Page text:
Apart from the weapons makers, Big Pharma may be the most government-dependent industry in America.
That's why Big Pharma spends more on lobbying than any other industry, by far. In 2015, the pharmaceutical companies spent 50 percent more on lobbying than the runner-up industry (insurance). That tracks long-term trends, with Big Pharma spending $3.2 billion on lobbying since 1998, almost 50 percent more than the runner-up insurance companies.
If you're wondering why drug prices are so high, that's the real reason: Big Pharma's political power and influence.
How strongly does the public feel about this? Well, Republican voters say that cutting drug prices is a bigger priority for them than repealing Obamacare. Americans overwhelmingly favor a range of measures to reduce drug prices, including enabling Medicare to negotiate drug prices, more transparency around drug pricing, and outright limits on prices for important medicines.
But we're not getting action on any of those ideas, or other measures to control drug costs, like speeding price-lowering generic competition. Indeed, Congress is actually considering lengthening monopoly protections for pharmaceuticals, and the proposed TransPacific Partnership (TPP) trade deal would work to lock-in drug company monopolies.
This is the important thing to understand about exorbitant drug prices: they have nothing to do with the cost of manufacturing, or little to do with the cost of research and development.
"The price of drugs really has nothing to do with how much a company spends on R&D," acknowledges John LaMattina, former president of Pfizer Global Research and Development.
Drug companies charge what they can. And because the government provides patents and other extensive monopolies, what they can charge is what the market will bear -- with no competitive pressure.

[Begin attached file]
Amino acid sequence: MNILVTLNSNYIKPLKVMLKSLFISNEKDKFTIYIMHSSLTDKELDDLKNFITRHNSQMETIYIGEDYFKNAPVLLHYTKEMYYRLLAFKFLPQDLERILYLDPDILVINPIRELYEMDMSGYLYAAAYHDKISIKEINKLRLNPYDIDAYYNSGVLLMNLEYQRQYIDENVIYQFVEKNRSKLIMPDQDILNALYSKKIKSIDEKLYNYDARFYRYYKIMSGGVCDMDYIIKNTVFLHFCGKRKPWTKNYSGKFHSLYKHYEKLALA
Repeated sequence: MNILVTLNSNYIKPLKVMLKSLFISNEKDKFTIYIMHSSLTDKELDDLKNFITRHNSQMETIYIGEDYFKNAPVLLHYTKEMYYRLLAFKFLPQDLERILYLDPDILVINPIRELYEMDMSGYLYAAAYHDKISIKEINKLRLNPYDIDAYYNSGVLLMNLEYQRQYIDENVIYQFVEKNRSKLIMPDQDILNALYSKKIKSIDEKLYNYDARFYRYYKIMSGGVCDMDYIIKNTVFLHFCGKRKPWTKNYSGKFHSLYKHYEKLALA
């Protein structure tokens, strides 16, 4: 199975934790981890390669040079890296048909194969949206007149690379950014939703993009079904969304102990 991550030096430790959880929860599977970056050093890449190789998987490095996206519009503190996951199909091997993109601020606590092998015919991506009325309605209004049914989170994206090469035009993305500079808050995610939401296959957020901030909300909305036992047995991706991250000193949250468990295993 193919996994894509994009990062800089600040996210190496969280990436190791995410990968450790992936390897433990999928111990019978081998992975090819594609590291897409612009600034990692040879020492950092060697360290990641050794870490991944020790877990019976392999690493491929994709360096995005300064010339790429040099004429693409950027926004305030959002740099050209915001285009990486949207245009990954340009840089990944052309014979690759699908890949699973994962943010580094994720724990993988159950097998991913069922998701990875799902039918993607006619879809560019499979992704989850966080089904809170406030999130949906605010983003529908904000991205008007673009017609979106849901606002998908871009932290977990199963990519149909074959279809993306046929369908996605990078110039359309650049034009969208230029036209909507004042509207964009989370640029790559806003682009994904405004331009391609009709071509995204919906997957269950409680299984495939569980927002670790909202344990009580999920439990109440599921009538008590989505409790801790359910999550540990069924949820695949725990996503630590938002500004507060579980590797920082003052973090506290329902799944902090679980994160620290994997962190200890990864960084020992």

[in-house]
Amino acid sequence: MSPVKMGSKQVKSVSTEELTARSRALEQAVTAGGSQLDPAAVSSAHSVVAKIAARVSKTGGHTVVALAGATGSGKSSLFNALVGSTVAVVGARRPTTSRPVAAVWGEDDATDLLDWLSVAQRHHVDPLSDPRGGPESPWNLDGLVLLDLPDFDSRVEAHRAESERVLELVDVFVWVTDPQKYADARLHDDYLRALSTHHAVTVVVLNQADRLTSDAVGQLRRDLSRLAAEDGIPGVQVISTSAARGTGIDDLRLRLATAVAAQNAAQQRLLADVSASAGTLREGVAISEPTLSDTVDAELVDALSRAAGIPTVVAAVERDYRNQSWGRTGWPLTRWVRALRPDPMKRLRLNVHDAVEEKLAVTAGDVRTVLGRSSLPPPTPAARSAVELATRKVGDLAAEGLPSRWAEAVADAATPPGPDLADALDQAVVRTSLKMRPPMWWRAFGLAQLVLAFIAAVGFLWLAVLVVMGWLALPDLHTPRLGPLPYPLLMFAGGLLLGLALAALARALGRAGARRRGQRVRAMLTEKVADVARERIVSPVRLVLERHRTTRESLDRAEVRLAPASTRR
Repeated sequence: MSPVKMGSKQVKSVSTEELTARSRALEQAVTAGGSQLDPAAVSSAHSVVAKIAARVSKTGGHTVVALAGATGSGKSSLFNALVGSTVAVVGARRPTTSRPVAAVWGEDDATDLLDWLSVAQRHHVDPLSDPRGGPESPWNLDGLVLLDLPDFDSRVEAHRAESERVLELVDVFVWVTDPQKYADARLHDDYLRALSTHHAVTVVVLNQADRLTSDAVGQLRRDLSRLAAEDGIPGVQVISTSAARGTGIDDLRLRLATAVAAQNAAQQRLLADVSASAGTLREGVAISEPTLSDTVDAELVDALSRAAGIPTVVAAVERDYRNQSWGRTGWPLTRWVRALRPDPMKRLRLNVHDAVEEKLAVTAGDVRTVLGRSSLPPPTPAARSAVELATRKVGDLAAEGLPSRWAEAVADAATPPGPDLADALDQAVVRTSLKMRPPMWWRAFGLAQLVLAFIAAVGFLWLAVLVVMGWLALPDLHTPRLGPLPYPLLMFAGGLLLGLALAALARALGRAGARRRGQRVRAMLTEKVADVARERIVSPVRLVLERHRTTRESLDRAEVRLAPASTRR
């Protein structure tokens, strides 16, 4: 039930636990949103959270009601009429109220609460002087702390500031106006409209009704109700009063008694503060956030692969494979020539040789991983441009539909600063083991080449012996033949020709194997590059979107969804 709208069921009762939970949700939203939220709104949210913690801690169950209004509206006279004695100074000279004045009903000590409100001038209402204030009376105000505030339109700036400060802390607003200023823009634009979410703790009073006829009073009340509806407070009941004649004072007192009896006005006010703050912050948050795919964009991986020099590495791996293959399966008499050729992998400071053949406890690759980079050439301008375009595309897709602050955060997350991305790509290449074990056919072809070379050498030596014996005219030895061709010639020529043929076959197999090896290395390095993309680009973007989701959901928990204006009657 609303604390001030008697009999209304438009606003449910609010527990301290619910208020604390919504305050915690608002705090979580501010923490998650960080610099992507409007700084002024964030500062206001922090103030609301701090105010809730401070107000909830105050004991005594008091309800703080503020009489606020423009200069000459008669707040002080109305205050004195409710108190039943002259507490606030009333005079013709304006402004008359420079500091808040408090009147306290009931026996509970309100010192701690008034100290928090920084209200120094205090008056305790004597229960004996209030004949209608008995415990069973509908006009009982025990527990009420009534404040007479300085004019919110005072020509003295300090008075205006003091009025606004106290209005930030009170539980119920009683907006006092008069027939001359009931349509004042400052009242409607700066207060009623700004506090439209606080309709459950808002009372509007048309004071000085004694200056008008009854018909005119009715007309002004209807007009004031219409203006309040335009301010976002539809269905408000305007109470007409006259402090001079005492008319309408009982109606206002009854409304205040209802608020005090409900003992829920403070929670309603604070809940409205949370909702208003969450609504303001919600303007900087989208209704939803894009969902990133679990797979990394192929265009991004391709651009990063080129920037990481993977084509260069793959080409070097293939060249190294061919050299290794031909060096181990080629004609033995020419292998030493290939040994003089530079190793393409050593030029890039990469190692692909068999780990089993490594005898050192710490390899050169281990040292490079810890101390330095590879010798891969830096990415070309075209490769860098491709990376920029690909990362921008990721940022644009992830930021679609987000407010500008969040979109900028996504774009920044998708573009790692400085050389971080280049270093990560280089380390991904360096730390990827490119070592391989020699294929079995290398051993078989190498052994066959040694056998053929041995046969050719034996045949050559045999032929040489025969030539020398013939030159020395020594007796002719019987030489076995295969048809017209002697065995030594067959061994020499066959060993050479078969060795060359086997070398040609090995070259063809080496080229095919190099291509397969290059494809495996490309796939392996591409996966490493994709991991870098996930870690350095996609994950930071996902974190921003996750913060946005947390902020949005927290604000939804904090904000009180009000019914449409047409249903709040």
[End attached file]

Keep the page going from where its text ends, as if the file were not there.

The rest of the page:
That's why we see drug prices rising 10 percent year-after-year, with prices rising after market introduction. It's why we've seen some prices spike 100 percent or more. It's why important new treatments cost $100,000 a year, or more. It's why we have rationing.
When drug prices are high, patients skip prescriptions. A startling one-in-five Americans report not filling a prescription because of cost.
And, of course, there are enormous burdens on patients and their families when they do find a way to pay for outrageously priced drugs.
Which brings us back to the political power issue. Although the issue of drug pricing is deeply felt, although it hits hardest on a potent voting bloc (seniors), although there are incredibly compelling stories of what happens to people denied needed medicines, we don't get action.
Drug company power doesn't just come from lobbying.
- Big Pharma spends big on elections. Drug company execs and PACs give about 30 million every election cycle to federal candidates. Although the industry has remade itself as relatively bipartisan, it played a crucial role in solidifying Republican control over Congress in 2002 -- a performance never far from the minds of elected officials.
- No industry has been more reliant on the revolving door than Big Pharma. In one of the most revolting revolving door cases of all time, Rep. Billy Tauzin, R-La., ensured that the new Medicare Part D drug purchasing program would prevent Medicare from negotiating drug prices. Then, as the Medicare Part D legislation was being signed into law, Tauzin negotiated a new job heading up PhRMA, the industry trade association. The Tauzin case is not exceptional; it's the business model for Big Pharma.
- The industry spends massively on PR programs designed to tout its role in developing cures, and propounding deceptive claims about the cost of making new drugs.
What does the industry get for its massive political investments? It maintains its monopolies. It defends its ability to take the fruits of government investments in biomedical research, with no obligation to moderate prices for government-funded inventions. It protects the tax subsidies for R&D. It ensures FDA safety standards aren't too tough. It buys the power and influence of the U.S. government to spread high drug prices to the rest of the world. And it prevents Medicare -- which by itself represents about 7 percent of the global pharmaceutical market -- from negotiating drug prices, conservatively costing taxpayers and consumers $16 billion a year. Medicare can't even negotiate the prices for drugs invented with direct and indirect federal support!
So, Big Pharma wins with a rigged political system. The rest of us lose.
All of this can be cured. But we have to heal our democracy.
There's no elixir, but the first remedy is to join the Democracy Awakening mobilization in Washington, D.C., April 16-18.